In past few years, Bing has used analytics to predict outcomes of major events around the world. The search engine will do the same for the summer Olympics, while also providing a TV guide.
Named “Events to Watch” the viewing schedule will update every day and suggest the most exciting events. As things heat up, medal outcomes will also be predicted.
The predictions use “traditional statistical models coupled with social listening and search analysis” and have been slightly hit and miss so far. Bing was 71% successful in predicting academy awards but failed on the outcomes of some NFL playoffs.
The digital assistant’s role in the Olympics is as expected – she will give games schedules, give information about athletes, and provide medal counts. She will also have some more advanced features, however.
Based on your previous questions, Cortana will deliver personal recommendations on what to watch. By saying “Hey Cortana, tell me what summer games event I should watch,” you can get access to the Bing prediction service mentioned earlier.
As usual, Cortana will also have several mini-games integrated. She will give you clues, and you have to guess correctly what athlete she’s “thinking” of. Facts and trivia will also be provided on request.
Microsoft has also announced that NBC Olympics has selected Azure to provide its on-demand streaming. The cloud service will provide cloud encoding and hosting, alongside video workflows.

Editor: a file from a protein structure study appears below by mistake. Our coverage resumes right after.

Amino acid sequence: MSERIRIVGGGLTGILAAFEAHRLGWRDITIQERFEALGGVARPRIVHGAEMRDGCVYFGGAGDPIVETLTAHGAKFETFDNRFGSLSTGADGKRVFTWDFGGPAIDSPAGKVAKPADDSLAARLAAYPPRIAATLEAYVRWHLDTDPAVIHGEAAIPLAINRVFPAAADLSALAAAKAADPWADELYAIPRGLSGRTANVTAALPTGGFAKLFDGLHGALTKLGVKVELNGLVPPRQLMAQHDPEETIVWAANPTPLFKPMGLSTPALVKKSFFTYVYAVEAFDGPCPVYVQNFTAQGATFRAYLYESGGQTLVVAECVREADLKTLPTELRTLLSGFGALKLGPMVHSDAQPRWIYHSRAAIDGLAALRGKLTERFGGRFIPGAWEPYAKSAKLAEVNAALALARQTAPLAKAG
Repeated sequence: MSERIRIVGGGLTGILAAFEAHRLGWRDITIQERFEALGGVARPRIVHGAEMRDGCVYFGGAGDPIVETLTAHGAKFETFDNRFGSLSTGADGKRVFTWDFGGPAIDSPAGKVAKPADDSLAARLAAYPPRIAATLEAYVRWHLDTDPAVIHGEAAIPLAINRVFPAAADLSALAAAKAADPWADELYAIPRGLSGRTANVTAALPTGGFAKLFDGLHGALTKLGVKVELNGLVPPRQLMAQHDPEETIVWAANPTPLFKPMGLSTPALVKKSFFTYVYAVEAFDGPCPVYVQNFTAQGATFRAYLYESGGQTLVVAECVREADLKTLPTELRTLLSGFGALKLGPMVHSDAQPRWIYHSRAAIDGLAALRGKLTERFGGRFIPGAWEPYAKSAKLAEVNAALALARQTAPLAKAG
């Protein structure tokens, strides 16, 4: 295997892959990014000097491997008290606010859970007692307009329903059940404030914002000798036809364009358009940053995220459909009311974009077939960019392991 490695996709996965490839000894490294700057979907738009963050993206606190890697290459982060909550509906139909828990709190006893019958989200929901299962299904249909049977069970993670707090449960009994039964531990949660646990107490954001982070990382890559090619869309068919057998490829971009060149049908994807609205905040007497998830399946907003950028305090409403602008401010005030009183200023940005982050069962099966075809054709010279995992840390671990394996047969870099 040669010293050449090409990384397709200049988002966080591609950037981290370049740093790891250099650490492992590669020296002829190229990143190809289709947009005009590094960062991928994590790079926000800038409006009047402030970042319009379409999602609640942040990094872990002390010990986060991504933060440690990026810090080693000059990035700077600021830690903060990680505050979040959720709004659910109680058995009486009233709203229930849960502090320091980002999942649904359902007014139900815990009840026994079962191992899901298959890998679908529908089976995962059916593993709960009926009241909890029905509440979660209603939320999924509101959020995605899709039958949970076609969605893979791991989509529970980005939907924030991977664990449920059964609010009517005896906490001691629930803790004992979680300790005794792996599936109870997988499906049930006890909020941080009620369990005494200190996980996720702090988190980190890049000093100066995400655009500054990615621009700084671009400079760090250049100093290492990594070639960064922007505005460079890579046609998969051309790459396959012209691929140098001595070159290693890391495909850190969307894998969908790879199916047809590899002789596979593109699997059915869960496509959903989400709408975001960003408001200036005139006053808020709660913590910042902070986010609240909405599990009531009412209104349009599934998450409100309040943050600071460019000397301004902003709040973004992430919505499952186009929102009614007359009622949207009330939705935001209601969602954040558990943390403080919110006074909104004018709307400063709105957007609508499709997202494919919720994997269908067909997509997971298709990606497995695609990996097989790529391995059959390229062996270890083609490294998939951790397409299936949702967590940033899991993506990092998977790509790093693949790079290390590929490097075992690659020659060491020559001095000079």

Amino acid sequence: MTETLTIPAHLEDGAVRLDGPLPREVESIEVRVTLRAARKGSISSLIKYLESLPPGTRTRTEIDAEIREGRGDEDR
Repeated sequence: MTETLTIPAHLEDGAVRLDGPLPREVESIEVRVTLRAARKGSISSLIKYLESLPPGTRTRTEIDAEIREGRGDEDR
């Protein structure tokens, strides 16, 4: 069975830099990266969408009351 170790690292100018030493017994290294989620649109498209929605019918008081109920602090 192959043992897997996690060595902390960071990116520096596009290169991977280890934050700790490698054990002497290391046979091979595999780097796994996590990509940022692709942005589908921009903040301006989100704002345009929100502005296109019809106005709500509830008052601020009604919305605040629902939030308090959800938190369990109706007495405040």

Azure was used during the Sochi games in 2014, and Microsoft believes the number of viewers on the platform will go even higher this year:
“The Rio Olympics have nearly three times as many events per day as the Sochi Games,” said Rick Cordella, senior vice president and general manager, Digital Media, NBC Sports Group. “With the Azure cloud platform, Microsoft is partnering with us to deliver the secure, scalable cloud we depend on to bring the Games to millions of viewers on whichever device they prefer, via end-to-end live streaming entirely in the cloud.”
The Outlook Interesting calendar functionality will also tie into the games. Special additions will help you track the events without having to look up the details manually. The feature also extends to other sporting events and teams, and will continue to provide suggestions after the games are over.
The feature is available on Outlook.com and Outlook on the web, as well as Android and iOS. Only North American users can take advantage, however. You simply go to Add Calendar>Interesting calendar and select an event.
The Rio Olympic Games will run from 5th–21st August, and you can find more details about the changes on the Microsoft Blog.